Seattle Times executive editor David Boardman has announced that the paper will erect a paywall for non-print subscribers but provided no details. Part of the rationale:
Since The New York Times began charging for full access to its website two years ago, more than 400 daily newspapers across the country — including most in this state — now have digital subscriptions. Full, unrestricted access to their websites is no longer free.
The other part:
The economics of the news business, and of the newspaper industry in particular, have changed dramatically over the past decade. More people than ever are reading our content in print and digital formats, but our primary source of revenue — advertising — is declining locally and nationally and no longer supports our costs to the degree it once did.
I’ve already beaten this horse to death. One of the differences, however, is that the Seattle Times is a family-owned, not Wall Street-owned, news organization.
And we know that online revenue cannot rescue the existing advertising-supported business model. And that subscriptions have, on average, covered only 3 percent of costs.
But the minimal distribution costs (paper, ink and delivery trucks versus Internet connectivity and web servers) did not offset the challenge presented by unbundled content. Advertisers shifted from placing an ad in “the paper” to inserting one on “a story” and the reader, well she more easily skipped all those bits and pieces that posed no interest. But now the advertisers knew she had skipped. John Wanamaker’s adage about advertising was now measurable.
Most newspapers cannot continue to support a daily print edition. The Christian Science Monitor announced in 2008 that it was going weekly in 2009. PC World went print-only in 2009. That’s because in 2000, newsprint accounted for 15-30 percent of operating costs.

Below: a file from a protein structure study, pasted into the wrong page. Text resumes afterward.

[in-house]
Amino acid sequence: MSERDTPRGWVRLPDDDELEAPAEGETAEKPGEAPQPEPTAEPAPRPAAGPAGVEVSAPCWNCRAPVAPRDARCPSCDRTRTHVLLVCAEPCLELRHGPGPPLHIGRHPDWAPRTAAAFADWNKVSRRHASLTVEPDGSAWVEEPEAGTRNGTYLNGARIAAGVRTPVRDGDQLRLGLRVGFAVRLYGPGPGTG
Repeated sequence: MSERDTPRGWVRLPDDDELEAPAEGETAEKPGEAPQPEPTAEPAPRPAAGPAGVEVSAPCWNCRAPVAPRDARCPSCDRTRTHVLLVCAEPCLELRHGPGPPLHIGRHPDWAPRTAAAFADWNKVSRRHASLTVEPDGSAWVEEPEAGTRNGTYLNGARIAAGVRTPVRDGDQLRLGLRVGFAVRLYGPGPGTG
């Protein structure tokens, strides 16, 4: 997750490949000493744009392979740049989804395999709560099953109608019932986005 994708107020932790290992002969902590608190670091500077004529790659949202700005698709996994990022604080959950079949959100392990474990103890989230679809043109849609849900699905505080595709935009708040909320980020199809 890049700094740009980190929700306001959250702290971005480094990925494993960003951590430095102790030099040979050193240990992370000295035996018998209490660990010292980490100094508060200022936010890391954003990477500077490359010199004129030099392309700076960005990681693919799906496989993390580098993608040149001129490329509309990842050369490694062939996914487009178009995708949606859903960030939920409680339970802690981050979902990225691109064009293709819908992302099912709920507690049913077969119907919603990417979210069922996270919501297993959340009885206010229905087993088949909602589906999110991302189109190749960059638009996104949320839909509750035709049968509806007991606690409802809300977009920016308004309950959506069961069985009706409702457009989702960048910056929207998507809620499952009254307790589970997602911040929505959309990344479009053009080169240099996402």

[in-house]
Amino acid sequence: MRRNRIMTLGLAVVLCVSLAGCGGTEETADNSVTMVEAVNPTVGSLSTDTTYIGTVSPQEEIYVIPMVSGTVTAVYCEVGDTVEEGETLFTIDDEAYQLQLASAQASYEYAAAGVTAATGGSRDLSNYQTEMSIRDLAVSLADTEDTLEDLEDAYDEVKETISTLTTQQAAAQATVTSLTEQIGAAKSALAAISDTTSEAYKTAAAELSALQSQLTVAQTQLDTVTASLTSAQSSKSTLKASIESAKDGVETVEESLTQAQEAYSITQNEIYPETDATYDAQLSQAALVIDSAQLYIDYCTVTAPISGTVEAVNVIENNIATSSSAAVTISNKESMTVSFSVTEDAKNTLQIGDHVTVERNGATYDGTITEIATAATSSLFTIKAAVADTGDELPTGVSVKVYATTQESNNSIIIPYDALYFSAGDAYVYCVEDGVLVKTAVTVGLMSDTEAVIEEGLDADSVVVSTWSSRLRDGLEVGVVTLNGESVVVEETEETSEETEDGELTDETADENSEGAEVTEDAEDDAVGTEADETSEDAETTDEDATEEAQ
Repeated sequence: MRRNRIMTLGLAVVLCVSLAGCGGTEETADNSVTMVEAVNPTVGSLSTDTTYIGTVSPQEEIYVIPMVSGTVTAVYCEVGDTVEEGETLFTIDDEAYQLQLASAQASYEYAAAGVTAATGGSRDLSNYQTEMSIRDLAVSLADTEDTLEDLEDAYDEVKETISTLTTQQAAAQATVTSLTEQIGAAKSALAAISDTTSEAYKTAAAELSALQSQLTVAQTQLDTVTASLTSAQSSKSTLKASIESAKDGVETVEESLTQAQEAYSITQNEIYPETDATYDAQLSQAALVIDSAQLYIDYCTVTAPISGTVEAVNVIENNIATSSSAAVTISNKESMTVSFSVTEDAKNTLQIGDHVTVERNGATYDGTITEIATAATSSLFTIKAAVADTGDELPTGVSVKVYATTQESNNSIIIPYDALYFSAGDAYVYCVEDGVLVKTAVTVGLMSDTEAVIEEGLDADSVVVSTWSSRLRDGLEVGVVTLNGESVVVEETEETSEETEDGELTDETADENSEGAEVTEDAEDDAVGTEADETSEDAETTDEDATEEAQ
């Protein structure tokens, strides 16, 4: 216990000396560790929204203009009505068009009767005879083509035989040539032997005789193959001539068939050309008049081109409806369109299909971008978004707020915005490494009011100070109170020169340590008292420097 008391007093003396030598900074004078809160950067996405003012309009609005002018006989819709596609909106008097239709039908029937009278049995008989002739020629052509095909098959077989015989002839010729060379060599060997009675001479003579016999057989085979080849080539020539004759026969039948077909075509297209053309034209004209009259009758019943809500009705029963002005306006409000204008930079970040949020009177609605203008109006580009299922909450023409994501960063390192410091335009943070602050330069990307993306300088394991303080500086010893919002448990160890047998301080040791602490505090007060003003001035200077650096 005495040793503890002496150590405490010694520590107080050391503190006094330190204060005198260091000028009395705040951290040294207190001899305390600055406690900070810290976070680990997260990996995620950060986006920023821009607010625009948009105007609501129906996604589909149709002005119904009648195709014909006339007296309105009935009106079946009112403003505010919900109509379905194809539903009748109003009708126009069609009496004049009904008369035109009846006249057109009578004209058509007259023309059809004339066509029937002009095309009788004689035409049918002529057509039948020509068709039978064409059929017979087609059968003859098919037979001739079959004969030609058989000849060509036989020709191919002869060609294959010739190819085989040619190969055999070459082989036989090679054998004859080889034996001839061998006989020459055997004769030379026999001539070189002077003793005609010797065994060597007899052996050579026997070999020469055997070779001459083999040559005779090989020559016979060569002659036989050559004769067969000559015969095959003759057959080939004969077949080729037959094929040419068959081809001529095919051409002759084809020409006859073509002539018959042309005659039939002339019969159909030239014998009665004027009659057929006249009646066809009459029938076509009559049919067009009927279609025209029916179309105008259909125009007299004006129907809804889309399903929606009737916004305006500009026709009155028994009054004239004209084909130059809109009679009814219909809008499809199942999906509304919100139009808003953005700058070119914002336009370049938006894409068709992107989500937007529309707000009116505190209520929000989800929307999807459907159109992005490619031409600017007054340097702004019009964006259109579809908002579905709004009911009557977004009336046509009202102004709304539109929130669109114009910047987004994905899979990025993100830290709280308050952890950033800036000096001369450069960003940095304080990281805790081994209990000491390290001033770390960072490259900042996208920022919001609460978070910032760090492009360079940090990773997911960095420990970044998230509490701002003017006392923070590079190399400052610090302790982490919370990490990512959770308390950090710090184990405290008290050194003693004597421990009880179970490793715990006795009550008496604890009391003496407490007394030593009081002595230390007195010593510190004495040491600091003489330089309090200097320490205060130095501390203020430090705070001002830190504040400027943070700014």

News Corp. announced earlier this month that is is splitting its entertainment businesses in two: publishing on one side and movies/TV on the other.
In the publishing division, which includes newspapers such as The Wall Street Journal, the Australian and the Times of London, book publishing and marketing inserts, revenue was roughly flat at $2.1 billion.
Meanwhile, most of the entertainment businesses increased their earnings contributions. The strongest performer was the cable-network programming division, where revenue rose 18% to $2.6 billion. The group, which includes Fox News and FX, reported a 7% increase in operating income to $945 million.
The subscription fees that News Corp. charges pay-TV operators rose 13% in the domestic market, led by the Fox News Channel and regional sports networks. In international markets, subscription fees rose 42%.
Note that News Corp owns the Wall Street Journal – one of the few newspapers with content not widely accessible elsewhere. In other words, even with a monopoly on information and a pay-to-view model, revenue is flat and the parent is kicking the child out of the house. And yet it sees the inevitable.
On the other hand, the most of the information in the Seattle Times can be found elsewhere. From 2009:
Subtract the percentage of news in a local daily newspaper that comes from a wire service. What’s left? Today’s Sunday’s Seattle Times, for example, had two locally-produced news stories in the “A” section (three if you count the front-page photo); three locally-produced stories in the “B” section; one in business; and one in real estate. (I didn’t check sports.) The remainder (excluding opinion and columns) was wire stories. This means that today’s newspaper reader has less and less of reason to buy the local paper: its relevance has dropped off a cliff.
So will there be enough local content — content not available else — to entice more income from subscribers than the paper will lose from advertising?
Only time will tell, but I’m not putting my money on it.
- Online Revenue Cannot Rescue Newspaper Biz Model, February 28, 2011
- MythBusters: Subscriptions Don’t Cover Salaries, March 9, 2010
- Digital Information: Business Models In Flux, January 27, 2010
- Newspaper Consumers Have Never “Paid” For Content, January 4, 2010
- Thinking About “Free”, October 22, 2009
- The Future of Journalism Discussions Need Reality Economics, May 18, 2009
- Follow Up Note On “No More Free Content”, March 15, 2009
- “No More Free Content”, March 8, 2009
- Print Model Shifting, November 20, 2008
- Publishers Experiment With Online Editions, February 10, 2008
- Economics of Scarcity, November 6, 2006